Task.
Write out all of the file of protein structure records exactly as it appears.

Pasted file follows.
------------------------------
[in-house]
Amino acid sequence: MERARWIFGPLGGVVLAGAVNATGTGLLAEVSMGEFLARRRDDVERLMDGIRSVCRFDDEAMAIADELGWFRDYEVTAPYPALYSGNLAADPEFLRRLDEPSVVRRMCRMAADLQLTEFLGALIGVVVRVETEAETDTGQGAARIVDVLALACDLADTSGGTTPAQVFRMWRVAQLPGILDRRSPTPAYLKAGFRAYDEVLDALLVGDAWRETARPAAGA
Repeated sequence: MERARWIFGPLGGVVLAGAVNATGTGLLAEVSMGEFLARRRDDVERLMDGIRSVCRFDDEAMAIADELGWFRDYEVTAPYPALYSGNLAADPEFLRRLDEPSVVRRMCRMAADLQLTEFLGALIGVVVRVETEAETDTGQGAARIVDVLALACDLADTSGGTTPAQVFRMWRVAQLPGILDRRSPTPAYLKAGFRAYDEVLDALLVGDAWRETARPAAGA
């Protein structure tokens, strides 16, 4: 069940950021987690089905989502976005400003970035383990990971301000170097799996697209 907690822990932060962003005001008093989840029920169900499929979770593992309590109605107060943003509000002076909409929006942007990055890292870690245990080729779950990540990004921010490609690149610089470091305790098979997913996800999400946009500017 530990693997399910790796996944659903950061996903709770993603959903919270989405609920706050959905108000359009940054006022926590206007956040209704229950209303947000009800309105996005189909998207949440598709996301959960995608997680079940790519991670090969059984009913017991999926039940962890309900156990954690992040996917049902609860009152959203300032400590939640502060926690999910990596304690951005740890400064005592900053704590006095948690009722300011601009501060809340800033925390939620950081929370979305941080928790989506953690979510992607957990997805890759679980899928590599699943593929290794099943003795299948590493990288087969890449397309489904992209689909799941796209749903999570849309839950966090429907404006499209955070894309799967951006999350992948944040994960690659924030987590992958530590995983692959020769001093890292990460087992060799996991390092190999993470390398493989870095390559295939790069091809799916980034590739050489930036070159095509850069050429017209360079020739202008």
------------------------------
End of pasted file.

[in-house]
Amino acid sequence: MERARWIFGPLGGVVLAGAVNATGTGLLAEVSMGEFLARRRDDVERLMDGIRSVCRFDDEAMAIADELGWFRDYEVTAPYPALYSGNLAADPEFLRRLDEPSVVRRMCRMAADLQLTEFLGALIGVVVRVETEAETDTGQGAARIVDVLALACDLADTSGGTTPAQVFRMWRVAQLPGILDRRSPTPAYLKAGFRAYDEVLDALLVGDAWRETARPAAGA
Repeated sequence: MERARWIFGPLGGVVLAGAVNATGTGLLAEVSMGEFLARRRDDVERLMDGIRSVCRFDDEAMAIADELGWFRDYEVTAPYPALYSGNLAADPEFLRRLDEPSVVRRMCRMAADLQLTEFLGALIGVVVRVETEAETDTGQGAARIVDVLALACDLADTSGGTTPAQVFRMWRVAQLPGILDRRSPTPAYLKAGFRAYDEVLDALLVGDAWRETARPAAGA
């Protein structure tokens, strides 16, 4: 069940950021987690089905989502976005400003970035383990990971301000170097799996697209 907690822990932060962003005001008093989840029920169900499929979770593992309590109605107060943003509000002076909409929006942007990055890292870690245990080729779950990540990004921010490609690149610089470091305790098979997913996800999400946009500017 530990693997399910790796996944659903950061996903709770993603959903919270989405609920706050959905108000359009940054006022926590206007956040209704229950209303947000009800309105996005189909998207949440598709996301959960995608997680079940790519991670090969059984009913017991999926039940962890309900156990954690992040996917049902609860009152959203300032400590939640502060926690999910990596304690951005740890400064005592900053704590006095948690009722300011601009501060809340800033925390939620950081929370979305941080928790989506953690979510992607957990997805890759679980899928590599699943593929290794099943003795299948590493990288087969890449397309489904992209689909799941796209749903999570849309839950966090429907404006499209955070894309799967951006999350992948944040994960690659924030987590992958530590995983692959020769001093890292990460087992060799996991390092190999993470390398493989870095390559295939790069091809799916980034590739050489930036070159095509850069050429017209360079020739202008």